Two countries deserve special note. First, Ukraine has been the hardest hit, with more than 23,000 people affected by measles, representing more than half of the 41,000 people affected in Europe for 2018. An analysis from the UN Dispatch argues that Ukraine faces numerous challenges to tackling the epidemic, including underfunded health systems; the ongoing conflict in Crimea and southern and eastern Ukraine, which limits access to routine health services; and high rates of vaccine hesitancy among Ukrainian parents. Second, Greece is experiencing one of the largest outbreaks in Europe, recording approximately 1,463 cases in 2018. Greece declared measles eliminated in 2017, but the disease was re-introduced following the arrival of migrants from Romania and across the Mediterranean, many of whom reside in camps along the southern coast.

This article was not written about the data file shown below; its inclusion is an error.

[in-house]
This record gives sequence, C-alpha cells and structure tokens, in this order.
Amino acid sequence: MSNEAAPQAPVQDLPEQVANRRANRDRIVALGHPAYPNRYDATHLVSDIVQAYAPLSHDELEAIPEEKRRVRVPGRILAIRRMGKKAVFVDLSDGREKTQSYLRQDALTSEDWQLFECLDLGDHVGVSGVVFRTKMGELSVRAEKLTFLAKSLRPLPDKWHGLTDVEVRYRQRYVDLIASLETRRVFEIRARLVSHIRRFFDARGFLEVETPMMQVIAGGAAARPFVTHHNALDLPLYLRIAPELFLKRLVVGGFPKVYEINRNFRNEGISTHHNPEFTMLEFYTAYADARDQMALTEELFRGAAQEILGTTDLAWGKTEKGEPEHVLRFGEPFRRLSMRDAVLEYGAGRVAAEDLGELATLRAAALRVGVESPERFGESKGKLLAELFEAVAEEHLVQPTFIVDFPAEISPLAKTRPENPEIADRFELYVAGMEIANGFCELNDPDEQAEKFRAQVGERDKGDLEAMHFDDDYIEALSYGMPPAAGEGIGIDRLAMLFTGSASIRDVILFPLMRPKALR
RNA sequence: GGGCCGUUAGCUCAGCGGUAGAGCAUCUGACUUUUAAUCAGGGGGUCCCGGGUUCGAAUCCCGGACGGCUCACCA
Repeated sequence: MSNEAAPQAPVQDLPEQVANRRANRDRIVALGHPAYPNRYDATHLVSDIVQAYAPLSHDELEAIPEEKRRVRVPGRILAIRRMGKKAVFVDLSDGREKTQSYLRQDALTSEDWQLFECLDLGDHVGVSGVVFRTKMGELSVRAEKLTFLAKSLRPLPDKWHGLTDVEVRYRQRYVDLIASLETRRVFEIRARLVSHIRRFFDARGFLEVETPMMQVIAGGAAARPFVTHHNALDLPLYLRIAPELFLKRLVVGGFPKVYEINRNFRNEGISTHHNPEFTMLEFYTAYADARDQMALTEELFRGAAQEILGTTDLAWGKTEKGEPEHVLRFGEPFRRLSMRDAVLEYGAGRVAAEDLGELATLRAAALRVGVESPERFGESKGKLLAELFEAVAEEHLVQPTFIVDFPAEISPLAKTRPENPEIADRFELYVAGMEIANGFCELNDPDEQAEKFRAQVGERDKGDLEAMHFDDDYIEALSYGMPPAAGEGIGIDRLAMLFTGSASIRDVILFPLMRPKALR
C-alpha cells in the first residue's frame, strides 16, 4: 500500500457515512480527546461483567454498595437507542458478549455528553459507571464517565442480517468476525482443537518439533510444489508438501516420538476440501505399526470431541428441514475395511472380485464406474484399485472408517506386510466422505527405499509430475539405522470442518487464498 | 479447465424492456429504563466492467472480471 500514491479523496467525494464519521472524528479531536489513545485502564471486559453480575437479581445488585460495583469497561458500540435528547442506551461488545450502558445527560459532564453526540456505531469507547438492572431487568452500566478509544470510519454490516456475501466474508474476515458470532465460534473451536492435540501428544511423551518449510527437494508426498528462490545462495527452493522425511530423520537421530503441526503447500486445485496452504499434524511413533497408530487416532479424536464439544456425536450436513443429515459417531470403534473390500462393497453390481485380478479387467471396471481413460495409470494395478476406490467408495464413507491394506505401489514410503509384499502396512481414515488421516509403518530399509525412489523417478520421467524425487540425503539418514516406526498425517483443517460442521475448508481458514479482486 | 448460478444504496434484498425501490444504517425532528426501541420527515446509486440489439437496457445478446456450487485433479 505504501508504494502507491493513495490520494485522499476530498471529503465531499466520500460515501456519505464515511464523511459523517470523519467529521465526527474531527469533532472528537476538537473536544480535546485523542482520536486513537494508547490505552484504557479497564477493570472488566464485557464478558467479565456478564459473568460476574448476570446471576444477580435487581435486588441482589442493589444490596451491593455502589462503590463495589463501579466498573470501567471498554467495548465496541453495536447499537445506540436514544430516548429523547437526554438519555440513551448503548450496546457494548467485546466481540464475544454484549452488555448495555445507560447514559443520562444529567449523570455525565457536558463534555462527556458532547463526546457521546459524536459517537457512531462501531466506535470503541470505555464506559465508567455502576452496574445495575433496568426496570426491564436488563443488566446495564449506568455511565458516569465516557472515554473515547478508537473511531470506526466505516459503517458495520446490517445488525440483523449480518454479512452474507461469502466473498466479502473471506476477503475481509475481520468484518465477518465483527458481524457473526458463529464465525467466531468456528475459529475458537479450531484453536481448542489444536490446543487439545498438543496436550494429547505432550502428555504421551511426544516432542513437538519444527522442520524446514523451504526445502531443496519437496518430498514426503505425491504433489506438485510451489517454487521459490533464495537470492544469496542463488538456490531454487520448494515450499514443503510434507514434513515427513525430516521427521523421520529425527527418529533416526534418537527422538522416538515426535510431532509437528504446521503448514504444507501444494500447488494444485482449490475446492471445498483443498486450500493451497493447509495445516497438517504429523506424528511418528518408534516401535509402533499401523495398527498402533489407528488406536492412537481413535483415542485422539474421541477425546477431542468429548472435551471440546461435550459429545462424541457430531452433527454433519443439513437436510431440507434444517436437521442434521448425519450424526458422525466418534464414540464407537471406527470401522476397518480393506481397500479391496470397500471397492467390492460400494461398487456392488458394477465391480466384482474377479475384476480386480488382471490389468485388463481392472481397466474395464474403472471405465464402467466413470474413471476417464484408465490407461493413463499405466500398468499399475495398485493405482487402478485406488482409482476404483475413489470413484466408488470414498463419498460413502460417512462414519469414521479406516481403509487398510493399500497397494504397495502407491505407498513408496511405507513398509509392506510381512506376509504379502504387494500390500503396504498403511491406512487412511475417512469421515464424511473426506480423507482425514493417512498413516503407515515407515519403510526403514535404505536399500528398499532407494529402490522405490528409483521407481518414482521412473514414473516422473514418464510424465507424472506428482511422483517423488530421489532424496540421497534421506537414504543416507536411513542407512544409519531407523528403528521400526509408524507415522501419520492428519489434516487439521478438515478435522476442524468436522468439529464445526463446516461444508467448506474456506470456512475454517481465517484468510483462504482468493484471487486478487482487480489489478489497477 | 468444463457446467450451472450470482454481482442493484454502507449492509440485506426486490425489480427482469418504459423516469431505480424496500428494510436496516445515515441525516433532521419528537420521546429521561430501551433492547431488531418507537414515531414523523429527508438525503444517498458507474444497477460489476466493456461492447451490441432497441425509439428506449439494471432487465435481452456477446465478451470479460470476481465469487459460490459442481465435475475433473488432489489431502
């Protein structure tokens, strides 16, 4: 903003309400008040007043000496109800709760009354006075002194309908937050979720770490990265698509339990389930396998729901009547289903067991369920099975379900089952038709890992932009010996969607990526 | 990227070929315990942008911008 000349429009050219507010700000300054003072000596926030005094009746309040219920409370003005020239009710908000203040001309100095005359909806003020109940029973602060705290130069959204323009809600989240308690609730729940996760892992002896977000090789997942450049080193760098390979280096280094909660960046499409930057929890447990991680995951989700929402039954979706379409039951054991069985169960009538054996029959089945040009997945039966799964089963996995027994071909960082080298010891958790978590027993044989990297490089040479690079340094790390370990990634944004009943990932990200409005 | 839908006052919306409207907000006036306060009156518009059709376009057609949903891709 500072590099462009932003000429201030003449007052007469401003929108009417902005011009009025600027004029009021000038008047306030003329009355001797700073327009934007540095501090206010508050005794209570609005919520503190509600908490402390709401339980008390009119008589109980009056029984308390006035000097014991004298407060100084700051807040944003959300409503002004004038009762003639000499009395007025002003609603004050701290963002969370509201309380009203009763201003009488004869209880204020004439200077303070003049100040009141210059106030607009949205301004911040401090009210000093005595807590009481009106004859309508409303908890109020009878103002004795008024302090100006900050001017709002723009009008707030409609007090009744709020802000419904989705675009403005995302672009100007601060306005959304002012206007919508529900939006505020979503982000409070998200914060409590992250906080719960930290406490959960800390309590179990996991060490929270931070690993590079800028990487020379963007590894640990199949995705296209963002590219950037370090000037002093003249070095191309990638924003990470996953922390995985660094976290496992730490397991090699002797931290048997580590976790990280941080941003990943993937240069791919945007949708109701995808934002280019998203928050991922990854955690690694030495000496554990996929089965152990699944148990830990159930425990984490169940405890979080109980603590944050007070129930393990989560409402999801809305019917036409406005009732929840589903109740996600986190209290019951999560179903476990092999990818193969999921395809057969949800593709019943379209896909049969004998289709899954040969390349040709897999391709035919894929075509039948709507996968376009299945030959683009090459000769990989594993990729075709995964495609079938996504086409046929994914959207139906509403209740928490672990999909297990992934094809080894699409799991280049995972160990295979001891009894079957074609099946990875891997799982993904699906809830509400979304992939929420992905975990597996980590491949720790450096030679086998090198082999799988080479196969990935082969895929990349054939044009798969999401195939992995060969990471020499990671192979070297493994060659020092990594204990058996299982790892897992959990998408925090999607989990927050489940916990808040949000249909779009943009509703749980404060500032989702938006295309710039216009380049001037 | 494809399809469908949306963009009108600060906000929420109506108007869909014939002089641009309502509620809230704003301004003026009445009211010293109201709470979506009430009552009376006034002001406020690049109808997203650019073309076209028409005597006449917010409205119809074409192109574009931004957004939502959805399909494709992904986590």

The RVC report does note progress in some countries, with five Member States interrupting measles transmission within the past 24 months, including Austria, Kyrgyzstan, Poland, Switzerland, and Turkey. Cases in non-endemic countries, such as the 760 suspected cases in the UK in 2018, are linked to unvaccinated adults and children returning from travel abroad in endemic regions.

One challenge to controlling the spread of measles has been inadequate disease surveillance. For instance, the RVC observes that Ukraine’s surveillance performance “failed to meet requirements and/or were incorrectly calculated,” noting that only 24% of chains of transmission were genotyped (to determine the origin of the virus). The Commission calls for a greater commitment to nationwide comprehensive disease surveillance, including high-quality information and investigation by accredited laboratories.